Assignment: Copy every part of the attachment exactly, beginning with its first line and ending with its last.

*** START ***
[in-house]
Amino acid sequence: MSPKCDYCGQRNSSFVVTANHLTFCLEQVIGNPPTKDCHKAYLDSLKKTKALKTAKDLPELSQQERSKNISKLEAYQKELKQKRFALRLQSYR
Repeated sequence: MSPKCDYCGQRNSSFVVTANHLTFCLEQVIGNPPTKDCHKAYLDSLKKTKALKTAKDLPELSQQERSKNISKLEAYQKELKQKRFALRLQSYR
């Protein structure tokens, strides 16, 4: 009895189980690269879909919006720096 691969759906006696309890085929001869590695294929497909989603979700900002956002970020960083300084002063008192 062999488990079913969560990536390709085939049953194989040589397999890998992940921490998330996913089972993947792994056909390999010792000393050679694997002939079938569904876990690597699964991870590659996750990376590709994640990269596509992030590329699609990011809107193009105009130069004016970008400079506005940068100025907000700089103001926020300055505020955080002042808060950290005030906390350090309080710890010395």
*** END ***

[in-house]
Amino acid sequence: MSPKCDYCGQRNSSFVVTANHLTFCLEQVIGNPPTKDCHKAYLDSLKKTKALKTAKDLPELSQQERSKNISKLEAYQKELKQKRFALRLQSYR
Repeated sequence: MSPKCDYCGQRNSSFVVTANHLTFCLEQVIGNPPTKDCHKAYLDSLKKTKALKTAKDLPELSQQERSKNISKLEAYQKELKQKRFALRLQSYR
């Protein structure tokens, strides 16, 4: 009895189980690269879909919006720096 691969759906006696309890085929001869590695294929497909989603979700900002956002970020960083300084002063008192 062999488990079913969560990536390709085939049953194989040589397999890998992940921490998330996913089972993947792994056909390999010792000393050679694997002939079938569904876990690597699964991870590659996750990376590709994640990269596509992030590329699609990011809107193009105009130069004016970008400079506005940068100025907000700089103001926020300055505020955080002042808060950290005030906390350090309080710890010395």